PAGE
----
Blaze in roof vexes firefighters; origin undetermined
The origin of a fire in the roof of an Oslund Drive house that caused $75,000 or more in damage May 8 is still under investigation, Haines Borough fireman Al Badgley said this week.
Firefighters dumped about 10,000 gallons of water on the blaze that burned between the building’s upstairs ceiling and roof, making it difficult to pinpoint and extinguish.
The fire was reported at 2:33 p.m. on May 8. Deborah Young and her 22-year-old son Michael Paul were in the house when the fire started, and escaped uninjured. The home, near the intersection of Oslund and Young Road, is owned by former resident Bill Hartmann.
Young said she was upstairs vacuuming and discovered flames five feet high on an exterior wall of the house, next to a west-facing door, after she came downstairs. Michael Paul grabbed a bucket and kept the flames from spreading into the kitchen, she said.
“(The fire) just kind of crawled up inside the roof between the ceiling and the roof joists,” fireman Badgley said. “We couldn’t put water on the top to reach it and we couldn’t put it in from the bottom.”
Firefighters tried tearing up sections of roofing to reach flames but when that didn’t work, poured water into the roof lengthwise from a hole near the peak, a slow process, Badgley said. “We’d get it almost knocked down and it would start up again. You’d have to put (the water) in that one little space and let it diffuse down.”
Safety concerns kept firefighters from climbing onto the roof, he said. Firefighters were on the scene until 5 p.m.
A burn pattern on the building’s west wall suggests the fire spread upwards from two areas on the outside deck, the flames climbing the outside wall and entering the roof at the soffits. But what would have started a fire there wasn’t evident, and the area was disturbed by hose water, Badgley said.
Young said besides some old greeting cards, the only things on the porch were a bucket containing compost, and some tools, nails and screws. Only a few minutes before the fire broke out, she fed some cats there. “There’s nothing there that would have started a fire. (The fire) didn’t happen until I went upstairs and started to vacuum. I don’t know what else would have started it.”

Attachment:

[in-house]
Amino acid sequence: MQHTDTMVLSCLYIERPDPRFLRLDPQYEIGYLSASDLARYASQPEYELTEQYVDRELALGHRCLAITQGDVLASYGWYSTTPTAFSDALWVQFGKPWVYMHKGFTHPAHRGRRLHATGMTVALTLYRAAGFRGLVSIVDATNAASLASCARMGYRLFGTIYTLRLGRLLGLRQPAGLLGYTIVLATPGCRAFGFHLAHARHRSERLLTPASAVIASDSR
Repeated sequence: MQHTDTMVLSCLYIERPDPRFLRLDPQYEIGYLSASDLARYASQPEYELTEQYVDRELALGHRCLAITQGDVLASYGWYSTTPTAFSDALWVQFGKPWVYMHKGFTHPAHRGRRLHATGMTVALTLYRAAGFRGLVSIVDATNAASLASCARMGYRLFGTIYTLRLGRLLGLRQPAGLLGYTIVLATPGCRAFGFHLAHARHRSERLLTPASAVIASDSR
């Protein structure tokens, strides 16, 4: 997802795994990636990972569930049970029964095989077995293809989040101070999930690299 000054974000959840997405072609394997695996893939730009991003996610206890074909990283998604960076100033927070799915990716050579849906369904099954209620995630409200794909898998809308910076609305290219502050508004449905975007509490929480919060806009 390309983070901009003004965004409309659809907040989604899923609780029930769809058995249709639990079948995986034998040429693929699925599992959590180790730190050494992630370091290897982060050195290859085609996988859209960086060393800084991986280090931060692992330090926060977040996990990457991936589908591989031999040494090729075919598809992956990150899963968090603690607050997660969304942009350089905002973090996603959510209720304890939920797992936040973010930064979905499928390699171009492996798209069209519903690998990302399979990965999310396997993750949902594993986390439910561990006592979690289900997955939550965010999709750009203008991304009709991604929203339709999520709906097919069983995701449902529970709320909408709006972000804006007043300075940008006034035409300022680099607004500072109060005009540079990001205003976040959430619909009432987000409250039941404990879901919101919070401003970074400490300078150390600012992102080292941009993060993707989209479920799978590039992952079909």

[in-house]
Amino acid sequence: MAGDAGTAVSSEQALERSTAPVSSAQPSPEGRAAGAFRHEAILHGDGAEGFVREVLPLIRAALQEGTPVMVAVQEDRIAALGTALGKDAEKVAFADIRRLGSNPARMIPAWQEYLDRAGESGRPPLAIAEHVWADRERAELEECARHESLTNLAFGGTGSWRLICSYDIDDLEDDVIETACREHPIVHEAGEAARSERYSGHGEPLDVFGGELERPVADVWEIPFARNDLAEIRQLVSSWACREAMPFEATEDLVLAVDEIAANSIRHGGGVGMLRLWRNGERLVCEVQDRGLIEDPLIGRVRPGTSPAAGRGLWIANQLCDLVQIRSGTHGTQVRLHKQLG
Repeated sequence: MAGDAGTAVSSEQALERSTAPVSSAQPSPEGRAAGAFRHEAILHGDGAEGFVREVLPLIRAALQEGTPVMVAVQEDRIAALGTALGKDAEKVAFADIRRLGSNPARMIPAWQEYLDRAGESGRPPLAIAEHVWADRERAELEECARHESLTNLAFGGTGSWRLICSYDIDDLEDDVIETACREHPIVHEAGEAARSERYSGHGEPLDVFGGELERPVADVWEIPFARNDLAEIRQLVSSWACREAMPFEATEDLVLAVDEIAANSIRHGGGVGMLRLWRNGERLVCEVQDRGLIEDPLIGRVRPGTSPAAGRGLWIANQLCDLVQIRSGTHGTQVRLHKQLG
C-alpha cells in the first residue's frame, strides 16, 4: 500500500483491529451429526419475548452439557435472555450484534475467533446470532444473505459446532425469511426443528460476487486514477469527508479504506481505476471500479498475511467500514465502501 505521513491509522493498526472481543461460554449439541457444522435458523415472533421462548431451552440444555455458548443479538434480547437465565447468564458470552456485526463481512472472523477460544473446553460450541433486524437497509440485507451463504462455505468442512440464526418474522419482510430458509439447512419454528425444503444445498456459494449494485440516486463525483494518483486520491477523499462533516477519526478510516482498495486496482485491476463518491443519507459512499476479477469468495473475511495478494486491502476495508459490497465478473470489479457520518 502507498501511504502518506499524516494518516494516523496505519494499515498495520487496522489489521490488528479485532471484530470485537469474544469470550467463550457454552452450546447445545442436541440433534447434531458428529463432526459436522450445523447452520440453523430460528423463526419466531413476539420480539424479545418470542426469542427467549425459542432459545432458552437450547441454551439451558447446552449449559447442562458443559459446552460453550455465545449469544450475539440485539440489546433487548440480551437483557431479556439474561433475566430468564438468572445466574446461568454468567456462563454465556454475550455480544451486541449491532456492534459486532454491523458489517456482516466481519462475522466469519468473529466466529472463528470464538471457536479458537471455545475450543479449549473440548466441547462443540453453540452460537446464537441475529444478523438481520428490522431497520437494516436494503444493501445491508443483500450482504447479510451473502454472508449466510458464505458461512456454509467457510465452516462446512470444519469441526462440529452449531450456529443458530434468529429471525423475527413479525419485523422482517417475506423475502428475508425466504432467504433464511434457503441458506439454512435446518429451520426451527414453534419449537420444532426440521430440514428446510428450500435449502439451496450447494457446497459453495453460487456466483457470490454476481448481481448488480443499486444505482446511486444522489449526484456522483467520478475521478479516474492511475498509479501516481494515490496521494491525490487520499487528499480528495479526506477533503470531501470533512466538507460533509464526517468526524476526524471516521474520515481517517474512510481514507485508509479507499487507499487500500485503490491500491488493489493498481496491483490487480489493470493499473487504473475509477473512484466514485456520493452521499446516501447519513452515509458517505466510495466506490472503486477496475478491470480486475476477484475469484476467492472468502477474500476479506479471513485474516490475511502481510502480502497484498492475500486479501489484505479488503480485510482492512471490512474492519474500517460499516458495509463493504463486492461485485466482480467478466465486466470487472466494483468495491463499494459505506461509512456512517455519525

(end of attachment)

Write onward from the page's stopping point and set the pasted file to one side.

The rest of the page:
Young said she believed that aging wiring in the building may have triggered the blaze.
In a phone interview from Nevada, Hartmann said the building was insured for fire. “We’re already working to get everything restored to what was there before. The whole upstairs will have to be rebuilt.”
The building dates to the 1950s, when a flat-roofed section near Oslund Drive was built. Hartmann added a peaked, two-story addition in the late 1970s. “The old part (of the house) was untouched,” Hartmann said.
Young said she was grateful for the quick response of the fire department and support from the community that her family has since received.
Badgley said 17 firefighters and two fire trucks responded to the blaze. The department received Young’s call at 2:33 p.m. and firefighters were on scene at 2:38 p.m ., he said.
He said it was difficult to speculate what, if any role, recent dry weather played in the start or spread of the blaze.
The borough lifted a ban on open burning Sunday morning, following the area’s first rain in several weeks.
Badgley said those wishing to burn need new permits for the year and pre-fire inspections are required for burning piles larger than a pickup truck. The department’s phone number is 766-2115.